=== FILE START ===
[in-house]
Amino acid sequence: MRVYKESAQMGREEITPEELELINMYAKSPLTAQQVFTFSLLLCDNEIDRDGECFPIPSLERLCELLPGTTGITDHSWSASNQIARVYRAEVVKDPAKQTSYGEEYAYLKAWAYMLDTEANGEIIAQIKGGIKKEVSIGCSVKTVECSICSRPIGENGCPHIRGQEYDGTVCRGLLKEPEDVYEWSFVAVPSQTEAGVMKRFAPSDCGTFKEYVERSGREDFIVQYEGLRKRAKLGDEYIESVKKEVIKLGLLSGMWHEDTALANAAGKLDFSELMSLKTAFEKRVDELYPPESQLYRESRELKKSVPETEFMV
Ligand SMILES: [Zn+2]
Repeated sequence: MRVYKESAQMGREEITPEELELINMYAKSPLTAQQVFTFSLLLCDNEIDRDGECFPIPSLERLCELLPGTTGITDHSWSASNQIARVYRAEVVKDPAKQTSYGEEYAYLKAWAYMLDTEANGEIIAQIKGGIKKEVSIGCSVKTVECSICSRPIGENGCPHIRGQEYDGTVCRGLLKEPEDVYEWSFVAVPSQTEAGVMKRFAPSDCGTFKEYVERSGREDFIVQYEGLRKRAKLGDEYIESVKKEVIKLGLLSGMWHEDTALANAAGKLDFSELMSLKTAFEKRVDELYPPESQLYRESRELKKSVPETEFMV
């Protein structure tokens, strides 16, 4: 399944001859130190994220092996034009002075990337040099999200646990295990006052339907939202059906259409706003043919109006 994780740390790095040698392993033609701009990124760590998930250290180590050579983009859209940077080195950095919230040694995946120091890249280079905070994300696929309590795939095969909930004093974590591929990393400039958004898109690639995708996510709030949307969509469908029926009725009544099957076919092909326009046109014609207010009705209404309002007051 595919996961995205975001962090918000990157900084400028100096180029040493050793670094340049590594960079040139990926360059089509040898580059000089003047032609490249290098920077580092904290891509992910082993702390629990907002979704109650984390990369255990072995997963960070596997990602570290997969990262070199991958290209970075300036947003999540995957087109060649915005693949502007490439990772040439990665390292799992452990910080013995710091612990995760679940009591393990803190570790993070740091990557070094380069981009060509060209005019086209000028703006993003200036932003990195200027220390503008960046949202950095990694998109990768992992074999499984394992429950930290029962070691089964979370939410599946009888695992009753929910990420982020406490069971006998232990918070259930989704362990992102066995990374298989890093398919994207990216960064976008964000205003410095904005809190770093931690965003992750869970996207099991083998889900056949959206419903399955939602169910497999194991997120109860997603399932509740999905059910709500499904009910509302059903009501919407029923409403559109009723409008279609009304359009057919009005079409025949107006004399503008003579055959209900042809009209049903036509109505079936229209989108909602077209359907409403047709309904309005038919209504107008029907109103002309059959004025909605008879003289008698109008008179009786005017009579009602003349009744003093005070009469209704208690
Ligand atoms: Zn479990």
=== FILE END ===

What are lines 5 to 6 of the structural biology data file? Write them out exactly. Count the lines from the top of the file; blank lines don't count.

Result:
């Protein structure tokens, strides 16, 4: 399944001859130190994220092996034009002075990337040099999200646990295990006052339907939202059906259409706003043919109006 994780740390790095040698392993033609701009990124760590998930250290180590050579983009859209940077080195950095919230040694995946120091890249280079905070994300696929309590795939095969909930004093974590591929990393400039958004898109690639995708996510709030949307969509469908029926009725009544099957076919092909326009046109014609207010009705209404309002007051 595919996961995205975001962090918000990157900084400028100096180029040493050793670094340049590594960079040139990926360059089509040898580059000089003047032609490249290098920077580092904290891509992910082993702390629990907002979704109650984390990369255990072995997963960070596997990602570290997969990262070199991958290209970075300036947003999540995957087109060649915005693949502007490439990772040439990665390292799992452990910080013995710091612990995760679940009591393990803190570790993070740091990557070094380069981009060509060209005019086209000028703006993003200036932003990195200027220390503008960046949202950095990694998109990768992992074999499984394992429950930290029962070691089964979370939410599946009888695992009753929910990420982020406490069971006998232990918070259930989704362990992102066995990374298989890093398919994207990216960064976008964000205003410095904005809190770093931690965003992750869970996207099991083998889900056949959206419903399955939602169910497999194991997120109860997603399932509740999905059910709500499904009910509302059903009501919407029923409403559109009723409008279609009304359009057919009005079409025949107006004399503008003579055959209900042809009209049903036509109505079936229209989108909602077209359907409403047709309904309005038919209504107008029907109103002309059959004025909605008879003289008698109008008179009786005017009579009602003349009744003093005070009469209704208690
Ligand atoms: Zn479990």